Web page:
80s interiors in St. Elmo’s Fire, plus gayness
The interior design of Demi Moore’s apartment is hilarious, both the design itself and Andrew McCarthy’s reaction to it. McCarthy is the source of the movie’s best dialog, reminding me of a character from a Whit Stillman movie.
Yes, on the left is a huge mural of Billy Idol. It reminds me of the crazy-looking wall mural that Charlie Sheen (Emilio Estevez’s real-life brother) had installed in his expensive Manhattan apartment in Wall Street two years later.
The interior is also an important cornerstone of some of the interconnecting plots in the movie. Her interior decorator is the cool gay guy next door. It has become a standard trope in TV and movies that girls love having a cool gay friend (like Stanford in Sex and the City), but this was 1985, 13 years before the first season of Sex and the City.
Demi Moore thinks that Andrew McCarthy is gay because “he’s the only guy at school who never made a pass at her,” and she also thinks that he’s “madly in love” with Judd Nelson, so she tries to fix him up with her gay neighbor. McCarthy is very annoyed by the accusation that he’s gay. In fact, he’s madly in love with Ally Sheedy, Judd Nelson’s girlfriend, which is why he spends so much time hanging around them. “I’ve seen enough pink for today, thank you very much” is what he says as he storms off just as Demi Moore’s cool gay neighbor shows up.
This storyline would not play out the same way in a contemporary movie. In the play Avenue Q, the character who is the analog to Bert from Sesame Street is accused of being gay, and he denies it by insisting that he has a girlfriend in Canada. But by the end of the play he comes out of the closet. In modern media, if a man seems gay it’s because he’s sexually attracted to other men, and the rest of the characters need to do him a favor by getting him to come out of the closet.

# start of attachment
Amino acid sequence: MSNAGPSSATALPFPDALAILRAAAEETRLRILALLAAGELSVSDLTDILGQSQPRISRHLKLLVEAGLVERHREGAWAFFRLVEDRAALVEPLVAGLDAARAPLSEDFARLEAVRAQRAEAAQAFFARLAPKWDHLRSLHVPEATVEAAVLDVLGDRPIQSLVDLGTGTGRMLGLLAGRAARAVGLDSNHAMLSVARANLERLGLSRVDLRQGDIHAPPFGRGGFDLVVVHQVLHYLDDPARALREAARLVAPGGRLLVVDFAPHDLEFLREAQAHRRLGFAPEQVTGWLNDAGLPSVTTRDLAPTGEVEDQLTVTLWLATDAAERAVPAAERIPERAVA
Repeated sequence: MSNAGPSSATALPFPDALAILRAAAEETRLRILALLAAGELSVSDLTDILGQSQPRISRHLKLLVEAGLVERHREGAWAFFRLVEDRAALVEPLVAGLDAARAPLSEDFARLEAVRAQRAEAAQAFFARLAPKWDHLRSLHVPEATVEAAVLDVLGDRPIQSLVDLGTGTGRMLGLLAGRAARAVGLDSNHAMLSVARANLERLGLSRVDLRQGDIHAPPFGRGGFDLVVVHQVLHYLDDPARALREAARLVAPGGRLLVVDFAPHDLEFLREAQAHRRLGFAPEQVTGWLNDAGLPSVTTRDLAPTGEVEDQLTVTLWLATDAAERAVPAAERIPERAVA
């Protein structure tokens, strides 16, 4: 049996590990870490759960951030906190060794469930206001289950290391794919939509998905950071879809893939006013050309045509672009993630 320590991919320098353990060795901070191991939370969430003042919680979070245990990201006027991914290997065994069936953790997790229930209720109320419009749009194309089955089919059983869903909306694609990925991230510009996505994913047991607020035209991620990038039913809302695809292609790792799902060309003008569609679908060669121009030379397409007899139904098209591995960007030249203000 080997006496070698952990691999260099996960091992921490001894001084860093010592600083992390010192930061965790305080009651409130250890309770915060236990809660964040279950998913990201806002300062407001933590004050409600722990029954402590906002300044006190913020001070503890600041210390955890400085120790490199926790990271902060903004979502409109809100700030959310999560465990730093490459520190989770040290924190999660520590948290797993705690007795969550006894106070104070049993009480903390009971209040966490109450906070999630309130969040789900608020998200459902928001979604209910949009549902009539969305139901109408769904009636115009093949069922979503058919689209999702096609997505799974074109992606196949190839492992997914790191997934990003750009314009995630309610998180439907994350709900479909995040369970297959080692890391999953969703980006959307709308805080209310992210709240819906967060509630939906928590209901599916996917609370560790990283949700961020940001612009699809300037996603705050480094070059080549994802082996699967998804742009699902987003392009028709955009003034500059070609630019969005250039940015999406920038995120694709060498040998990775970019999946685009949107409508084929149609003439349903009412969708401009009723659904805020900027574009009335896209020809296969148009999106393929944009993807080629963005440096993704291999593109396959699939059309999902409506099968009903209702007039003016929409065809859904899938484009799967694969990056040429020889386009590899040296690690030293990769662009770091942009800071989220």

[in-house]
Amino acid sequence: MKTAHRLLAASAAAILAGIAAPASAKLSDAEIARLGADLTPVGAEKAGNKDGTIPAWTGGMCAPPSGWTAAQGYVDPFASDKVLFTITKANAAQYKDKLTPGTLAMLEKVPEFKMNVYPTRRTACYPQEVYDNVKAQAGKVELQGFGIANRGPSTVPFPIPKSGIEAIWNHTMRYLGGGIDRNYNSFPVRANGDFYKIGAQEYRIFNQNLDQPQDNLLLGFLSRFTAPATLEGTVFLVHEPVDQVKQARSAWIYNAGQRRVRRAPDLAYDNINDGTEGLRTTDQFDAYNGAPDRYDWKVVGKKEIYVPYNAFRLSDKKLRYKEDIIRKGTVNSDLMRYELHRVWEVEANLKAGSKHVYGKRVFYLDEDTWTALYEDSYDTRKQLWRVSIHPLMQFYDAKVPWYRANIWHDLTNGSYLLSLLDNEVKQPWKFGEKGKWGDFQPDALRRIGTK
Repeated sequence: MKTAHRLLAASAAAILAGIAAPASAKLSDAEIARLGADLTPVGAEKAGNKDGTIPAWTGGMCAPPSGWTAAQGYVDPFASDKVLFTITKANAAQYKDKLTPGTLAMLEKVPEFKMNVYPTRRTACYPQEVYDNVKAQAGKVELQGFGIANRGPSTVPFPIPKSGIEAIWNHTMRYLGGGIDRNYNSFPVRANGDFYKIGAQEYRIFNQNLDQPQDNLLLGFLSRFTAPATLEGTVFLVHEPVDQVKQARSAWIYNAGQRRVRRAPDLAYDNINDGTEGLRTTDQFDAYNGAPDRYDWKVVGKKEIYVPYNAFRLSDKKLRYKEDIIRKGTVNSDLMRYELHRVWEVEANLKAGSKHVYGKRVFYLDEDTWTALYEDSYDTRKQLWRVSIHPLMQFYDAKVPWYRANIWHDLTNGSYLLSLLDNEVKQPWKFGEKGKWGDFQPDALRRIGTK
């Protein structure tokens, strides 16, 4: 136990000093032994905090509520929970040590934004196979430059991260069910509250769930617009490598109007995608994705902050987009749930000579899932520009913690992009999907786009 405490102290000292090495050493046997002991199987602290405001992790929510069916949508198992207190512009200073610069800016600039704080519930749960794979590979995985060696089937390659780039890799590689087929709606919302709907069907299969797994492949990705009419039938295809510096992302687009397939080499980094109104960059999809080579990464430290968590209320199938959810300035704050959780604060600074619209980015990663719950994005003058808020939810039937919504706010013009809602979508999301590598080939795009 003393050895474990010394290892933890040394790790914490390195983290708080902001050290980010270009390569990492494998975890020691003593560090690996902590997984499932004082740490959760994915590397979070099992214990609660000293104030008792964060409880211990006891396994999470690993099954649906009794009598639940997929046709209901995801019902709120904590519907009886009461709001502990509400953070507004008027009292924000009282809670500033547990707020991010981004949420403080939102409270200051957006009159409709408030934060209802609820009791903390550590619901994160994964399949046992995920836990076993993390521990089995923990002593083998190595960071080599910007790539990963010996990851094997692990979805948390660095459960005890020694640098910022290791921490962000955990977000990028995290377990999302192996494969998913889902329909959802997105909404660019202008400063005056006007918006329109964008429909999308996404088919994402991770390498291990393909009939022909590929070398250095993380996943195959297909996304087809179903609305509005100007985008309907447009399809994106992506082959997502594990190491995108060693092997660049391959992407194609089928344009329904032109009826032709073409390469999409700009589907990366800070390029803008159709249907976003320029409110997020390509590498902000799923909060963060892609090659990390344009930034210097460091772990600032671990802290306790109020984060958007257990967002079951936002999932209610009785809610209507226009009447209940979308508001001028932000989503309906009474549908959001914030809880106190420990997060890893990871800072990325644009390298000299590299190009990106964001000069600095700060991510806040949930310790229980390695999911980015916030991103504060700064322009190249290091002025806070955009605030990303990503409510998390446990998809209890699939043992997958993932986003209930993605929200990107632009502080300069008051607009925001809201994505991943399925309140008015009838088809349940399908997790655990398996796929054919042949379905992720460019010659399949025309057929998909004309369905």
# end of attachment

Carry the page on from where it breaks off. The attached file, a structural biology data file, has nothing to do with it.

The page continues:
In addition to the interior’s connection to Demi Moore’s cool gay neighbor, the interior demonstrates her out-of-control credit-enabled spending binge, which will come back to bite her later on.
In a subsequent scene at St. Elmo’s Bar, Demi Moore sits her cool gay neighbor, Ron, next to Andrew McCarthy. She’s still trying to set them up. McCarthy says “Hi Ron” with just the right amount of understated annoyance.
Notice Ron’s lime-green knit tie and bright orange shirt. These colors are obviously supposed to demonstrate his gayness, and it reminds me of the sort of colors that Stanford would wear in Sex and the City. Except Stanford never wore knit ties because they went out of style after Family Ties went off the air and we stopped seeing Alex P. Keaton wearing them.
I live in the gayest neighborhood in Manhattan (Hell’s Kitchen) and I never see anyone wearing those color combinations, so either they went out of style with gay men, or were never actually in style with gay men except in movies and television.